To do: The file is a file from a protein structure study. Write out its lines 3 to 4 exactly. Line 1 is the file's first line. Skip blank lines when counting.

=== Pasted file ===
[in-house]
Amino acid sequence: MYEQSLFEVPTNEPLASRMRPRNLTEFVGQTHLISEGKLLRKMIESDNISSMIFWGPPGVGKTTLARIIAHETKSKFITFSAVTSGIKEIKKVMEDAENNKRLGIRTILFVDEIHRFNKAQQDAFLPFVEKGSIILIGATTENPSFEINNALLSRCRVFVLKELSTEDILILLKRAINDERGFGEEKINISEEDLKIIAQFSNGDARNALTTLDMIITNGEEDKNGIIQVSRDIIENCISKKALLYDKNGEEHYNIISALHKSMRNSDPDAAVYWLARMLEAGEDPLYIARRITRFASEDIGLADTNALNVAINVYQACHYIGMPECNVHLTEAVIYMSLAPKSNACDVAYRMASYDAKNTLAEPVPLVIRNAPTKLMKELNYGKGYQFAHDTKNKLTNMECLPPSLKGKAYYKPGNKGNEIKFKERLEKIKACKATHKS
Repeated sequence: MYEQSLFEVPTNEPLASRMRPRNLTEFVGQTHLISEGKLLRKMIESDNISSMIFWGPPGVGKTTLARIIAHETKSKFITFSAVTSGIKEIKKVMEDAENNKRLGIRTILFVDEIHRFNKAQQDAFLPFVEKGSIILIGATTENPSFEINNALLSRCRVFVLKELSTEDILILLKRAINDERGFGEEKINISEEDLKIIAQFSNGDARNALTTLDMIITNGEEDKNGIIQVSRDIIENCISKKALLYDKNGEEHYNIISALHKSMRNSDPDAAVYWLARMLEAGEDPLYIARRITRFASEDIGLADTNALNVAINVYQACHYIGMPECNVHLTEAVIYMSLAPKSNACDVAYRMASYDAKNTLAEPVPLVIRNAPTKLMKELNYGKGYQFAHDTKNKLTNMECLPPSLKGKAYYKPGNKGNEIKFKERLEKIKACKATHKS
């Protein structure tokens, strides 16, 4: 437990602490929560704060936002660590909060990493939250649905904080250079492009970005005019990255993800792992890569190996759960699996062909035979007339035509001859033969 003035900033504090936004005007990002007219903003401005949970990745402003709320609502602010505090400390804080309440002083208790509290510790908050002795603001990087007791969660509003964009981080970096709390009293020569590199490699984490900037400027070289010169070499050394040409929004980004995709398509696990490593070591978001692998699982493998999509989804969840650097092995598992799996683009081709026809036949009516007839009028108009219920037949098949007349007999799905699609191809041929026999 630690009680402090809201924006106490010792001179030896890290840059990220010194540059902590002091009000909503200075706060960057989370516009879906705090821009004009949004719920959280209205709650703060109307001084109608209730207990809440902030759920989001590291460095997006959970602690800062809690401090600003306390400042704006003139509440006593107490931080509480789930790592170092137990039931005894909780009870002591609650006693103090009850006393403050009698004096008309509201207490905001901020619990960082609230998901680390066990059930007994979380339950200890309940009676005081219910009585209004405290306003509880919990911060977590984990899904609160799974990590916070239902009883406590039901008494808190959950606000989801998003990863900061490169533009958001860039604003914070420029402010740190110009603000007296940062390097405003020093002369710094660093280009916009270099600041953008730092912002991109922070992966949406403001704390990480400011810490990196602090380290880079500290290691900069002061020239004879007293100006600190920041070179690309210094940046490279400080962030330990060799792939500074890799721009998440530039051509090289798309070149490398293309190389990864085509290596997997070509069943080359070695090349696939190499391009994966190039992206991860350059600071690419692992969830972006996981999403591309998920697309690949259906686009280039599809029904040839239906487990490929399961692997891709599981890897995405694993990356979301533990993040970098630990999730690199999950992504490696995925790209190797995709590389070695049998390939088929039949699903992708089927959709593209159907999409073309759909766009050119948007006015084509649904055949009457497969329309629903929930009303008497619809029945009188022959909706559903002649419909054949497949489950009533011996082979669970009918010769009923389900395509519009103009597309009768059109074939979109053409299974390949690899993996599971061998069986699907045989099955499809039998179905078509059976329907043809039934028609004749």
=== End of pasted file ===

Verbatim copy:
Repeated sequence: MYEQSLFEVPTNEPLASRMRPRNLTEFVGQTHLISEGKLLRKMIESDNISSMIFWGPPGVGKTTLARIIAHETKSKFITFSAVTSGIKEIKKVMEDAENNKRLGIRTILFVDEIHRFNKAQQDAFLPFVEKGSIILIGATTENPSFEINNALLSRCRVFVLKELSTEDILILLKRAINDERGFGEEKINISEEDLKIIAQFSNGDARNALTTLDMIITNGEEDKNGIIQVSRDIIENCISKKALLYDKNGEEHYNIISALHKSMRNSDPDAAVYWLARMLEAGEDPLYIARRITRFASEDIGLADTNALNVAINVYQACHYIGMPECNVHLTEAVIYMSLAPKSNACDVAYRMASYDAKNTLAEPVPLVIRNAPTKLMKELNYGKGYQFAHDTKNKLTNMECLPPSLKGKAYYKPGNKGNEIKFKERLEKIKACKATHKS
């Protein structure tokens, strides 16, 4: 437990602490929560704060936002660590909060990493939250649905904080250079492009970005005019990255993800792992890569190996759960699996062909035979007339035509001859033969 003035900033504090936004005007990002007219903003401005949970990745402003709320609502602010505090400390804080309440002083208790509290510790908050002795603001990087007791969660509003964009981080970096709390009293020569590199490699984490900037400027070289010169070499050394040409929004980004995709398509696990490593070591978001692998699982493998999509989804969840650097092995598992799996683009081709026809036949009516007839009028108009219920037949098949007349007999799905699609191809041929026999 630690009680402090809201924006106490010792001179030896890290840059990220010194540059902590002091009000909503200075706060960057989370516009879906705090821009004009949004719920959280209205709650703060109307001084109608209730207990809440902030759920989001590291460095997006959970602690800062809690401090600003306390400042704006003139509440006593107490931080509480789930790592170092137990039931005894909780009870002591609650006693103090009850006393403050009698004096008309509201207490905001901020619990960082609230998901680390066990059930007994979380339950200890309940009676005081219910009585209004405290306003509880919990911060977590984990899904609160799974990590916070239902009883406590039901008494808190959950606000989801998003990863900061490169533009958001860039604003914070420029402010740190110009603000007296940062390097405003020093002369710094660093280009916009270099600041953008730092912002991109922070992966949406403001704390990480400011810490990196602090380290880079500290290691900069002061020239004879007293100006600190920041070179690309210094940046490279400080962030330990060799792939500074890799721009998440530039051509090289798309070149490398293309190389990864085509290596997997070509069943080359070695090349696939190499391009994966190039992206991860350059600071690419692992969830972006996981999403591309998920697309690949259906686009280039599809029904040839239906487990490929399961692997891709599981890897995405694993990356979301533990993040970098630990999730690199999950992504490696995925790209190797995709590389070695049998390939088929039949699903992708089927959709593209159907999409073309759909766009050119948007006015084509649904055949009457497969329309629903929930009303008497619809029945009188022959909706559903002649419909054949497949489950009533011996082979669970009918010769009923389900395509519009103009597309009768059109074939979109053409299974390949690899993996599971061998069986699907045989099955499809039998179905078509059976329907043809039934028609004749």